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USDA issues Final Rule for Hemp Production

The latest from Cape Law Firm –

Hemp producers got a bit of welcome news this week with USDA’s release of itsĀ Final Rule for domestic hemp production. The interim final rule in effect for the 2020 growing season highlighted a number of challenges for the new crop, prompting USDA to re-open public comment on the rule. Some of the key updates include:

  • Expanding the window for crop sampling from 15 days up to 30 days before harvest.
  • Increasing the safe harbor for negligent production of “hot” hemp from 0.5% up to 1.0% THC.
  • More flexible options for disposal of “hot” hemp, including common farming practices such as plowing under, mulching, burning, or shredding the crop with a mower.
  • Providing options to remediate “hot” hemp by disposing of flower material and keeping the remaining biomass, or by blending the entire plant with other biomass materials.
  • Sampling for total THC was clarified in several respects, and allows the development of “performance-based” sampling designed to achieve the desired results.

While many comments urged an increase in allowable THC content above 0.3%, the USDA doesn’t have the authority to change THC levels because it was written into law by Congress. Thus, modifying the THC levels for hemp will literally take an Act of Congress.

The Final Rule is full of commentary and analysis from USDA which we will be exploring in future newsletters.

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USDA’s Rule revisions for PVP protection of asexually reproduced plants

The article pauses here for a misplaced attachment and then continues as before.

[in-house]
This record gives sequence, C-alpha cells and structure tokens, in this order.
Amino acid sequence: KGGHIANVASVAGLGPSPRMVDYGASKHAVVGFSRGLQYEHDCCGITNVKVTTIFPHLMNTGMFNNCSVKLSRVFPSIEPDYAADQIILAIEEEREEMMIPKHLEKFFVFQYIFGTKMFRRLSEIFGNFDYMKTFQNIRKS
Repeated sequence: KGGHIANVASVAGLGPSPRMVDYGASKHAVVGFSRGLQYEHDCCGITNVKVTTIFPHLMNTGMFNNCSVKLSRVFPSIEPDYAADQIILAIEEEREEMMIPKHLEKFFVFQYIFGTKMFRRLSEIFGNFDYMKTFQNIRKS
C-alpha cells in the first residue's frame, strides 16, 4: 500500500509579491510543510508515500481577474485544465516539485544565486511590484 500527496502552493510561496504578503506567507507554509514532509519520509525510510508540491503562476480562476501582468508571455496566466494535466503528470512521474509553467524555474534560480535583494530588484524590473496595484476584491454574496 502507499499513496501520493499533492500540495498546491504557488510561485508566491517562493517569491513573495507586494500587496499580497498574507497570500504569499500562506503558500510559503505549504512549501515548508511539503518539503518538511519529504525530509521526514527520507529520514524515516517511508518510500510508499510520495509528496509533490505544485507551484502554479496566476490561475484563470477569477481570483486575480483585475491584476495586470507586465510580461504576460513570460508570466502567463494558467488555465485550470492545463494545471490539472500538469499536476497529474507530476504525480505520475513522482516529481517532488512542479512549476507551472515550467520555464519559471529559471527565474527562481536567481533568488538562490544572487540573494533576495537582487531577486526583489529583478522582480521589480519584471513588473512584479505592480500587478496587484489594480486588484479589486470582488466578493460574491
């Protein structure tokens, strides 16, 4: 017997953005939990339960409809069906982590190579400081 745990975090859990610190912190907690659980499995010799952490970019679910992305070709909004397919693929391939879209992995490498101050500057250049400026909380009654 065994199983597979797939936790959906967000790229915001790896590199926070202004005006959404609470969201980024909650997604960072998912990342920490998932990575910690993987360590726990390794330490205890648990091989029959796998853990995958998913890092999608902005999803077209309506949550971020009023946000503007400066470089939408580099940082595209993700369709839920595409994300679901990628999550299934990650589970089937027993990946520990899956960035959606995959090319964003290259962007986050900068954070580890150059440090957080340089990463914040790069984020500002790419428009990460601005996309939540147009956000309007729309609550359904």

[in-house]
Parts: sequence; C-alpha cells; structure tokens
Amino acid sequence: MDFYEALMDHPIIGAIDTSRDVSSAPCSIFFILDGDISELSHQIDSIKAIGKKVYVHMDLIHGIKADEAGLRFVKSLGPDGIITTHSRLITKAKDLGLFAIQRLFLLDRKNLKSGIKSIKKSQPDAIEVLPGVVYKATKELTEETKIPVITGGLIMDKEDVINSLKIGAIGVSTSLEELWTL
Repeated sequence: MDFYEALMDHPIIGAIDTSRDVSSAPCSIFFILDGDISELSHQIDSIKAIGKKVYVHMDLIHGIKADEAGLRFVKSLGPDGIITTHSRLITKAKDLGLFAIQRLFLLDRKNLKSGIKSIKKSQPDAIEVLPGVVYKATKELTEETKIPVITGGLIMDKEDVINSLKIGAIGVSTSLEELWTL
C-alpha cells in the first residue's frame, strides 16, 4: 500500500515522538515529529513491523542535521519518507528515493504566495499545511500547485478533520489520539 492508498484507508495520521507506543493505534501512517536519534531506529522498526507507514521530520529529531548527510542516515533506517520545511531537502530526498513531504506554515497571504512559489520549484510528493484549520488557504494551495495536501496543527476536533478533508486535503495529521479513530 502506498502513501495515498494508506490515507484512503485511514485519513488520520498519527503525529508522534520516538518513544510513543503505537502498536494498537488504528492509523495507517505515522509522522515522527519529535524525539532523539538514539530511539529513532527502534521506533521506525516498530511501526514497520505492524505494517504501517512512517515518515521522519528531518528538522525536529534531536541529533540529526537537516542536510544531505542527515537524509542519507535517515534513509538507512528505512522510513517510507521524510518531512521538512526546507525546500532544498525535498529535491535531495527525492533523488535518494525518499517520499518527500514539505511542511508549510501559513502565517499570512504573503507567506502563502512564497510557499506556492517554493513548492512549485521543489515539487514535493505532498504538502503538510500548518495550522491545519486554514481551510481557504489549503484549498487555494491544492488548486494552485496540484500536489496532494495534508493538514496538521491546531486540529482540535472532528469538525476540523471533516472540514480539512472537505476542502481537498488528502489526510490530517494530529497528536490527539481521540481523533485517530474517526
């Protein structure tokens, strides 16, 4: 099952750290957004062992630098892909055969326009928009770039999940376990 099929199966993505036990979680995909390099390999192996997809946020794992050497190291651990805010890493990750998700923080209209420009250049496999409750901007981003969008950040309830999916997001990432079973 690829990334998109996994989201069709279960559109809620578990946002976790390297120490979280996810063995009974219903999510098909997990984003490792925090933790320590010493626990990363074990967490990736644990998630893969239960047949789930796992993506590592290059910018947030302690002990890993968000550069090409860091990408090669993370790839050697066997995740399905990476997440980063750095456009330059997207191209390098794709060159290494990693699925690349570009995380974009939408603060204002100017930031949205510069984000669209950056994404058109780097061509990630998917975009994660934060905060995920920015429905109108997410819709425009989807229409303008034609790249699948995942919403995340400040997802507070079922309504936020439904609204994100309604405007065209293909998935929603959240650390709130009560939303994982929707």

Last summer the USDA completed the regulatory revisions needed to start protecting new varieties of asexaully reproduced plants (i.e., by cuttings, grafting, tissue culture) under the Plant Variety Protection Act (for example, berries, tree fruits, etc.). The 2018 Farm Bill added asexually reproduced plants for protection under the PVPA and the new regulations now open up protection for these new varieties.

  • The regulations have added the term “propagating material” so that it is encompassed within the protections previously directed to seed.
  • The requirement for depositing propagating material as a condition to issuance of a PVP certificate is delayed until January 2023 to address challenges for making a viable deposit with some asexaully reproduced plants.
  • USDA also confirmed that the deposits of propagating material are not publicly available until PVP protection expires. After expiration, the material is freely available to the public.
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